Holdfast And The English Workbench
Here’s something you don’t see mentioned (that I’ve noticed yet) in any British joinery text from Nicholson* until the present day. You do see the Record bench holdfast mentioned that operated using a metal collar in the bench top but not the simple crooked steel version shown above. When at college I worked at a bench that had a Record holdfast, I never used it, nor did anyone else. More fool me? Well the limitation with the Record version, if you can call it a limitation, is that it needs a metal collar let into the bench top and unless you want your bench peppered with metal collars you would have one or two clamping positions. This might be fine but it does create limits. Whereas with the simple holdfast shown above, drill a hole in any position and you can clamp. So why don’t they get a mention in the books. I think I can speculate that the main reason is the pace of change within joinery. The quality of sawn timber improved as mills became mechanised and eventually machines also did much of the heavy planing and morticing. So the need for these simple clamping devices diminished and then disappeared. Without much guidance from the books I took some advice from Richard Maguire . He uses a hold fast on a British style bench and get’s on with them just fine whether he is using it in his thick bench top or his thinner apron. I’m keen to try them and to see if they enhance life at the bench.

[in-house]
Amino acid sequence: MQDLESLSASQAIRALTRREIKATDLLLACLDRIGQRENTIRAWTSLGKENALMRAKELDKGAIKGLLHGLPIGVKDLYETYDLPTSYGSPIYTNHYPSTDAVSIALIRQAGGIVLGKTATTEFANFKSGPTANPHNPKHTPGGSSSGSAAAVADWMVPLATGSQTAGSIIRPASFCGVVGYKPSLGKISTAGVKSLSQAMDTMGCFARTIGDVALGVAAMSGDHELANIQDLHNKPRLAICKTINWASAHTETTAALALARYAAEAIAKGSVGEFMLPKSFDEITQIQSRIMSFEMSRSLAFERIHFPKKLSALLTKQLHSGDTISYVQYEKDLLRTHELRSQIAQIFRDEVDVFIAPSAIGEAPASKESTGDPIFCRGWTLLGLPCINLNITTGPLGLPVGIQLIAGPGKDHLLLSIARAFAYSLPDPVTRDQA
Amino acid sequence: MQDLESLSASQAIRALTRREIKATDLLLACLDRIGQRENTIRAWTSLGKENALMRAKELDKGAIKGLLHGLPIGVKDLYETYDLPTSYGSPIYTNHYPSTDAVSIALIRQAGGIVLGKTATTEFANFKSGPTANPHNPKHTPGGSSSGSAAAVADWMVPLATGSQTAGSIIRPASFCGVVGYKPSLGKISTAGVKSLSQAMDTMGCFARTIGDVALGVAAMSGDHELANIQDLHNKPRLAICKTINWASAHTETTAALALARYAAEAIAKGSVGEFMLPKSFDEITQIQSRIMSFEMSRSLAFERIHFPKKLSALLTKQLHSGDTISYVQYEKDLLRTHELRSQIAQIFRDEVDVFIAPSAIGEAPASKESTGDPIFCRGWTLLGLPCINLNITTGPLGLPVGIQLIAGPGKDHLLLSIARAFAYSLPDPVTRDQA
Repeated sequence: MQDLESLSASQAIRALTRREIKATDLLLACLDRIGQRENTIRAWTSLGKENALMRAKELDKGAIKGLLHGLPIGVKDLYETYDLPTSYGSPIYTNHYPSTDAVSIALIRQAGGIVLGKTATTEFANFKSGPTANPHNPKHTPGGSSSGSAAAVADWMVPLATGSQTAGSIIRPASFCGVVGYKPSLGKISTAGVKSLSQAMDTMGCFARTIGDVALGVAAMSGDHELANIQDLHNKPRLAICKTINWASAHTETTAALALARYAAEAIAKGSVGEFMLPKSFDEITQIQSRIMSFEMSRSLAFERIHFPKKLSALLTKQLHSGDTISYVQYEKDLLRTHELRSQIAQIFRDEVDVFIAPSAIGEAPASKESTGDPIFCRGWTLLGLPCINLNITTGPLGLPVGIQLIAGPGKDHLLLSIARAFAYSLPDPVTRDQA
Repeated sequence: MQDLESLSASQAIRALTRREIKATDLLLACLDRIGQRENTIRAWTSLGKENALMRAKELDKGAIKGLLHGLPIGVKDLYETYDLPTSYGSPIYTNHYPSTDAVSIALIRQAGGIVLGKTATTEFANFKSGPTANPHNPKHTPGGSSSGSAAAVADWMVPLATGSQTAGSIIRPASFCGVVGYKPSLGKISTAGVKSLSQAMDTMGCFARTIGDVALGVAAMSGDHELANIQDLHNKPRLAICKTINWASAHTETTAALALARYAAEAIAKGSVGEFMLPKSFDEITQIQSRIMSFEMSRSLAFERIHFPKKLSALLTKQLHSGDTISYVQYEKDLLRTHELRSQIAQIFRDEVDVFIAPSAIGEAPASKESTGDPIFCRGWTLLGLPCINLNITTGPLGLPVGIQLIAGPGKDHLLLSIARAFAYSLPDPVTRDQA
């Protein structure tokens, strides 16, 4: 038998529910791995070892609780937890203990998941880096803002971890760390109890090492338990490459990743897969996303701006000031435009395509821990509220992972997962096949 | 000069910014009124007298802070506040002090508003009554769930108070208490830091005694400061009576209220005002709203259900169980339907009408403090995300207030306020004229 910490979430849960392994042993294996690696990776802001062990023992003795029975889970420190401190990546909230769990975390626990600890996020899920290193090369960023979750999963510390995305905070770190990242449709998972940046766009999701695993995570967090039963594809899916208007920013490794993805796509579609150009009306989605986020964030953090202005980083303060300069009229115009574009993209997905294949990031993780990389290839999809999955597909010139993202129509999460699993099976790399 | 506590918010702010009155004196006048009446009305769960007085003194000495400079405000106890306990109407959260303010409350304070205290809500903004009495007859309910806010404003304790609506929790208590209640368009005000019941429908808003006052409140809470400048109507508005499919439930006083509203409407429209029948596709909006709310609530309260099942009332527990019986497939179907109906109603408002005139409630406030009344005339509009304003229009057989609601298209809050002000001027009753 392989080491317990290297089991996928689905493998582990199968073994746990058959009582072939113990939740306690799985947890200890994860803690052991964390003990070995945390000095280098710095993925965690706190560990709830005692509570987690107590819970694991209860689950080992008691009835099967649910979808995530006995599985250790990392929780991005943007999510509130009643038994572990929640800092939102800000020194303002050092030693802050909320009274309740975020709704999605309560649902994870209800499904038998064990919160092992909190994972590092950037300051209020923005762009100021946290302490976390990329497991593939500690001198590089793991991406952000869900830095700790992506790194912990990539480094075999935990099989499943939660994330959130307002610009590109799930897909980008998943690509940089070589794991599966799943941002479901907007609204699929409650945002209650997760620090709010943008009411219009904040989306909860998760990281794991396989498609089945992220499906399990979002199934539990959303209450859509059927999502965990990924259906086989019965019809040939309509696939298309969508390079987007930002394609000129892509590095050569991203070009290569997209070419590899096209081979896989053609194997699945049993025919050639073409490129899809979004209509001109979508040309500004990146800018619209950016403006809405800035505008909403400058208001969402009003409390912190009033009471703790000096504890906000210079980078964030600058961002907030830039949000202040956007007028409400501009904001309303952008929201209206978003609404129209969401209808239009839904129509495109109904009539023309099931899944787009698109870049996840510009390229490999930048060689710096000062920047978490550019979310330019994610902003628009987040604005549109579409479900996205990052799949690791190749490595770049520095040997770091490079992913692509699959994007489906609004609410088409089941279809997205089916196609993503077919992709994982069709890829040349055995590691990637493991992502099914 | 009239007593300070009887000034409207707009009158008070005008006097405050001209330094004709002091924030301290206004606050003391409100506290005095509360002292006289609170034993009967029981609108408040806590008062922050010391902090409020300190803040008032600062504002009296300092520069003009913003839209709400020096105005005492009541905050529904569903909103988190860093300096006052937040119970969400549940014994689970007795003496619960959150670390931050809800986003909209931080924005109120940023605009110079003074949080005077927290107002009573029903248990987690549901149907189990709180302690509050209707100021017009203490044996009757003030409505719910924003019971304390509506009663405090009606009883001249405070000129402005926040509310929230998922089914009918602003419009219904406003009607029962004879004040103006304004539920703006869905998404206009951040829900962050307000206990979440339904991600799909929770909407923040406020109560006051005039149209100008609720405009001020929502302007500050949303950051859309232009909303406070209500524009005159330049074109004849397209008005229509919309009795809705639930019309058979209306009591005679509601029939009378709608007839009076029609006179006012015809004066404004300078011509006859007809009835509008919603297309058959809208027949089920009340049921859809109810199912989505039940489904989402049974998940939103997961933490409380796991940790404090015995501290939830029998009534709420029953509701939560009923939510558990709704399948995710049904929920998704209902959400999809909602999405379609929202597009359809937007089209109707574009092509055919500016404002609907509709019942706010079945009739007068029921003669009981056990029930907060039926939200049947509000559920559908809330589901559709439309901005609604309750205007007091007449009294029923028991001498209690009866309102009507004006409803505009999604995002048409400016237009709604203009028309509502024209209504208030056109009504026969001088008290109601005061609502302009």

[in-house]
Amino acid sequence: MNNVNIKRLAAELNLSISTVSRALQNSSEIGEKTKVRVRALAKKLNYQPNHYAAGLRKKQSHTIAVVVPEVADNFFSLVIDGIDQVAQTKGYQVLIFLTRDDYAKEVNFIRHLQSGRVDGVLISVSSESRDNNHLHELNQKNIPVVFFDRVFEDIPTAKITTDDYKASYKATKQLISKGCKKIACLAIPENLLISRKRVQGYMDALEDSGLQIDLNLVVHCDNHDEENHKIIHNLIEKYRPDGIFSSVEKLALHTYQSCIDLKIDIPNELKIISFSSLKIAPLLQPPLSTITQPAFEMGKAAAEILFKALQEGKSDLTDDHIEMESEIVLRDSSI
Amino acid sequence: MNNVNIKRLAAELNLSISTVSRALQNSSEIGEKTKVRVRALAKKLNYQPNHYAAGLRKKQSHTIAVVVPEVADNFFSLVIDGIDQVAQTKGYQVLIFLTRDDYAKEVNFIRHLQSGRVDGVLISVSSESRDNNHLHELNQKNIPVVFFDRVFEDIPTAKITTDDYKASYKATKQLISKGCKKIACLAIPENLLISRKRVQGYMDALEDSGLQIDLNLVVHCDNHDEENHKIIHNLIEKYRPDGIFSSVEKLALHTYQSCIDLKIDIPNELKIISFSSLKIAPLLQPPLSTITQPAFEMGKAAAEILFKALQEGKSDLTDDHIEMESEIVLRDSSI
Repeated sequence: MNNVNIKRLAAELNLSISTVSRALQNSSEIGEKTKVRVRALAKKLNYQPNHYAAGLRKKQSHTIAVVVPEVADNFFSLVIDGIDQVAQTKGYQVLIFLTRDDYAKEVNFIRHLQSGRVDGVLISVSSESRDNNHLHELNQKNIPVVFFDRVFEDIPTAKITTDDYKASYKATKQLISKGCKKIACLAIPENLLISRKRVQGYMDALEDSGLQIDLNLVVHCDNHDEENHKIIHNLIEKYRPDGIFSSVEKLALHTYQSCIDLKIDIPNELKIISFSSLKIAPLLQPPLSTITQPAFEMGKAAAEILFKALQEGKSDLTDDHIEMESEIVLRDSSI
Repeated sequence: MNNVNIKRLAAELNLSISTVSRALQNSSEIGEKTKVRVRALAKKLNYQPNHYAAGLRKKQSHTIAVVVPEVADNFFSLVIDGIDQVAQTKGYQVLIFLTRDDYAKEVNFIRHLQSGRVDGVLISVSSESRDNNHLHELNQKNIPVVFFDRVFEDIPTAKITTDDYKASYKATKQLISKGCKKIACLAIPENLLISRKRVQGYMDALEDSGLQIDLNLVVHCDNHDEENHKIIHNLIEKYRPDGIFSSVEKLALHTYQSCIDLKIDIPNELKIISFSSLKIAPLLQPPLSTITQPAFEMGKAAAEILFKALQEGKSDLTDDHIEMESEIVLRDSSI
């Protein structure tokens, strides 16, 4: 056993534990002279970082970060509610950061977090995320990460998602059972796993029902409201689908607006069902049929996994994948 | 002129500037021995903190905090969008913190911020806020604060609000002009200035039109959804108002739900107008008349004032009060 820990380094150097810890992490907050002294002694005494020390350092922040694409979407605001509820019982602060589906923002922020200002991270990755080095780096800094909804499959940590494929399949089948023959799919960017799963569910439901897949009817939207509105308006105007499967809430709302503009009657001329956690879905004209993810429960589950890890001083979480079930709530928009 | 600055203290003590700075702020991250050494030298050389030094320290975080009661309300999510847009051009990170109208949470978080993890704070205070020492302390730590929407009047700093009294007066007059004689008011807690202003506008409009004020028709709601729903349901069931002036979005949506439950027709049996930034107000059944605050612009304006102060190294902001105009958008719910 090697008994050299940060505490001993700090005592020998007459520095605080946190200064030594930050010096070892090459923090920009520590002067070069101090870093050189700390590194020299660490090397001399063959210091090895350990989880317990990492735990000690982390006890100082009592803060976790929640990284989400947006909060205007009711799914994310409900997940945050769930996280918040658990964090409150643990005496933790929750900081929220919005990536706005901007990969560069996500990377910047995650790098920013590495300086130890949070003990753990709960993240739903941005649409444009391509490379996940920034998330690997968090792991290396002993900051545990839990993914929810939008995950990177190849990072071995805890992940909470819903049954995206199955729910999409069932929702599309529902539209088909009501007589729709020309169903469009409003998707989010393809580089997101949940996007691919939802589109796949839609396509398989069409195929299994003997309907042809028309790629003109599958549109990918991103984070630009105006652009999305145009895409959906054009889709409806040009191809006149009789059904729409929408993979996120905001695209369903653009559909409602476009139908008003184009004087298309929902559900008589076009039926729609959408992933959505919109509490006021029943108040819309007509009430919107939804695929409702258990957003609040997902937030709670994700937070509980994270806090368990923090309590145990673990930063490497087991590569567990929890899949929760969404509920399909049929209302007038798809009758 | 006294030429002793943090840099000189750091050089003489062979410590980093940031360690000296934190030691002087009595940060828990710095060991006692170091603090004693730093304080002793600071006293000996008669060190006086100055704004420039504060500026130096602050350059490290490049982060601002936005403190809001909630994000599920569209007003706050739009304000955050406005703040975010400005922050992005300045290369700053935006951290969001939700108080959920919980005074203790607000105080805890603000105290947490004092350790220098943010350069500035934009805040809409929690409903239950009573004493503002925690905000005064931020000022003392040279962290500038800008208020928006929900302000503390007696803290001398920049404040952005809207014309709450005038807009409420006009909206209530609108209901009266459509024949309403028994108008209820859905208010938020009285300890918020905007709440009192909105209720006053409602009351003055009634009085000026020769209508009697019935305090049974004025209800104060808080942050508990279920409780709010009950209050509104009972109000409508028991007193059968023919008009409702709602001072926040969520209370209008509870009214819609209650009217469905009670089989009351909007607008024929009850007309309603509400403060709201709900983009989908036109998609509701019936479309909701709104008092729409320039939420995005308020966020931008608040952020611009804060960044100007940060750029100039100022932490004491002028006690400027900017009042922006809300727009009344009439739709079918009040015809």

*They are clearly shown in the earlier Moxon book but his bench is nothing like the British joiners bench, the Moxon is much more like a French style of bench.